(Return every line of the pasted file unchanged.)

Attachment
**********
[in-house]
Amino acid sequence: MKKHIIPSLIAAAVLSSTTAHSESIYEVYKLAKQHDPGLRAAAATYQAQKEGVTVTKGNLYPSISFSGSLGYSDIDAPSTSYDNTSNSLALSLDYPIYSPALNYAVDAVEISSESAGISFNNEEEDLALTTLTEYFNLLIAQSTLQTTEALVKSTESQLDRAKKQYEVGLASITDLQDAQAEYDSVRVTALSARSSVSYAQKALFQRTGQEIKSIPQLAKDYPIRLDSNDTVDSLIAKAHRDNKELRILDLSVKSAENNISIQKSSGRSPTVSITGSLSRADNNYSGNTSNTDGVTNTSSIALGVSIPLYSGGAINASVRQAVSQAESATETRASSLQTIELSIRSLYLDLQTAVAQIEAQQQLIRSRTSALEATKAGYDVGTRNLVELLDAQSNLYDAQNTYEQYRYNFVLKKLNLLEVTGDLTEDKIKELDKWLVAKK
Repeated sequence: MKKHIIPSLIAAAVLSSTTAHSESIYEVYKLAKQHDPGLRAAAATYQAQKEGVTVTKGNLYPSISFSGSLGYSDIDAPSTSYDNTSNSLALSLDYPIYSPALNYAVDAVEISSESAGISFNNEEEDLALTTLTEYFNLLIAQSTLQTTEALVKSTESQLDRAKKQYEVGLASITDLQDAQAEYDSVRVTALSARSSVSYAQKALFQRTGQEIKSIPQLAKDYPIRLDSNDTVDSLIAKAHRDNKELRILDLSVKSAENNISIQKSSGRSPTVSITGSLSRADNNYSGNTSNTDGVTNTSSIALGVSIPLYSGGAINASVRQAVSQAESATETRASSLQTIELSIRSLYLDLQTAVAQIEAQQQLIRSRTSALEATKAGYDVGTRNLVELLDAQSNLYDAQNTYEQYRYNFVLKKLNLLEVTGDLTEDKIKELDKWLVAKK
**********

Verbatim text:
[in-house]
Amino acid sequence: MKKHIIPSLIAAAVLSSTTAHSESIYEVYKLAKQHDPGLRAAAATYQAQKEGVTVTKGNLYPSISFSGSLGYSDIDAPSTSYDNTSNSLALSLDYPIYSPALNYAVDAVEISSESAGISFNNEEEDLALTTLTEYFNLLIAQSTLQTTEALVKSTESQLDRAKKQYEVGLASITDLQDAQAEYDSVRVTALSARSSVSYAQKALFQRTGQEIKSIPQLAKDYPIRLDSNDTVDSLIAKAHRDNKELRILDLSVKSAENNISIQKSSGRSPTVSITGSLSRADNNYSGNTSNTDGVTNTSSIALGVSIPLYSGGAINASVRQAVSQAESATETRASSLQTIELSIRSLYLDLQTAVAQIEAQQQLIRSRTSALEATKAGYDVGTRNLVELLDAQSNLYDAQNTYEQYRYNFVLKKLNLLEVTGDLTEDKIKELDKWLVAKK
Repeated sequence: MKKHIIPSLIAAAVLSSTTAHSESIYEVYKLAKQHDPGLRAAAATYQAQKEGVTVTKGNLYPSISFSGSLGYSDIDAPSTSYDNTSNSLALSLDYPIYSPALNYAVDAVEISSESAGISFNNEEEDLALTTLTEYFNLLIAQSTLQTTEALVKSTESQLDRAKKQYEVGLASITDLQDAQAEYDSVRVTALSARSSVSYAQKALFQRTGQEIKSIPQLAKDYPIRLDSNDTVDSLIAKAHRDNKELRILDLSVKSAENNISIQKSSGRSPTVSITGSLSRADNNYSGNTSNTDGVTNTSSIALGVSIPLYSGGAINASVRQAVSQAESATETRASSLQTIELSIRSLYLDLQTAVAQIEAQQQLIRSRTSALEATKAGYDVGTRNLVELLDAQSNLYDAQNTYEQYRYNFVLKKLNLLEVTGDLTEDKIKELDKWLVAKK